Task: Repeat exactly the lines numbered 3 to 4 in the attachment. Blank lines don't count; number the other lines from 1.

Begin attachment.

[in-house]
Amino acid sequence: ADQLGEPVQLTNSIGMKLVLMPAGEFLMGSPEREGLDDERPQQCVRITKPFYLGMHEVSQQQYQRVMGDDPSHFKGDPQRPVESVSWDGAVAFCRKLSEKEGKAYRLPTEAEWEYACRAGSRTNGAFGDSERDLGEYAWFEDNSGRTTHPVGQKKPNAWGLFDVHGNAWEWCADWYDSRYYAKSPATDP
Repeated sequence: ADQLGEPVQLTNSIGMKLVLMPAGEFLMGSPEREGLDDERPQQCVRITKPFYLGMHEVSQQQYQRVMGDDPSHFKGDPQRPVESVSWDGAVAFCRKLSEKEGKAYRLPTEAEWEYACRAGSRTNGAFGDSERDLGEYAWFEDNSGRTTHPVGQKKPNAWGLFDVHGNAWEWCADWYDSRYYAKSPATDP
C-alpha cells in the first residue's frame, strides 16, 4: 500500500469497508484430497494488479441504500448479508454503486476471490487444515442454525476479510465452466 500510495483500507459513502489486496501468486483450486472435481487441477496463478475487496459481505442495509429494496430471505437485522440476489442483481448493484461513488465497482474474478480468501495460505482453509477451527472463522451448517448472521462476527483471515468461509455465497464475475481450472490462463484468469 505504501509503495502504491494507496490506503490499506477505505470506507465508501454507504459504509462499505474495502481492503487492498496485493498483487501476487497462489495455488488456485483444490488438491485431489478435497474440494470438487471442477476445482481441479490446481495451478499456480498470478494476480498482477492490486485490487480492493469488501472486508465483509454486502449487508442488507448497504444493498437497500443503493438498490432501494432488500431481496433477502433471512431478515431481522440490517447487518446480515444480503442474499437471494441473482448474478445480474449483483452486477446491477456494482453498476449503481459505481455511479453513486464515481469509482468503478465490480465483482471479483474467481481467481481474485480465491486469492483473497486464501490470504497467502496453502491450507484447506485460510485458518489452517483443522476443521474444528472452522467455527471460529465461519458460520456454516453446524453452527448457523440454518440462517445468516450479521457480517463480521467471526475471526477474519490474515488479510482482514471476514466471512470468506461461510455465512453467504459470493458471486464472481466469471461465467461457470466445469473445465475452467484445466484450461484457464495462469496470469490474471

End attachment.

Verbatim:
Repeated sequence: ADQLGEPVQLTNSIGMKLVLMPAGEFLMGSPEREGLDDERPQQCVRITKPFYLGMHEVSQQQYQRVMGDDPSHFKGDPQRPVESVSWDGAVAFCRKLSEKEGKAYRLPTEAEWEYACRAGSRTNGAFGDSERDLGEYAWFEDNSGRTTHPVGQKKPNAWGLFDVHGNAWEWCADWYDSRYYAKSPATDP
C-alpha cells in the first residue's frame, strides 16, 4: 500500500469497508484430497494488479441504500448479508454503486476471490487444515442454525476479510465452466 500510495483500507459513502489486496501468486483450486472435481487441477496463478475487496459481505442495509429494496430471505437485522440476489442483481448493484461513488465497482474474478480468501495460505482453509477451527472463522451448517448472521462476527483471515468461509455465497464475475481450472490462463484468469 505504501509503495502504491494507496490506503490499506477505505470506507465508501454507504459504509462499505474495502481492503487492498496485493498483487501476487497462489495455488488456485483444490488438491485431489478435497474440494470438487471442477476445482481441479490446481495451478499456480498470478494476480498482477492490486485490487480492493469488501472486508465483509454486502449487508442488507448497504444493498437497500443503493438498490432501494432488500431481496433477502433471512431478515431481522440490517447487518446480515444480503442474499437471494441473482448474478445480474449483483452486477446491477456494482453498476449503481459505481455511479453513486464515481469509482468503478465490480465483482471479483474467481481467481481474485480465491486469492483473497486464501490470504497467502496453502491450507484447506485460510485458518489452517483443522476443521474444528472452522467455527471460529465461519458460520456454516453446524453452527448457523440454518440462517445468516450479521457480517463480521467471526475471526477474519490474515488479510482482514471476514466471512470468506461461510455465512453467504459470493458471486464472481466469471461465467461457470466445469473445465475452467484445466484450461484457464495462469496470469490474471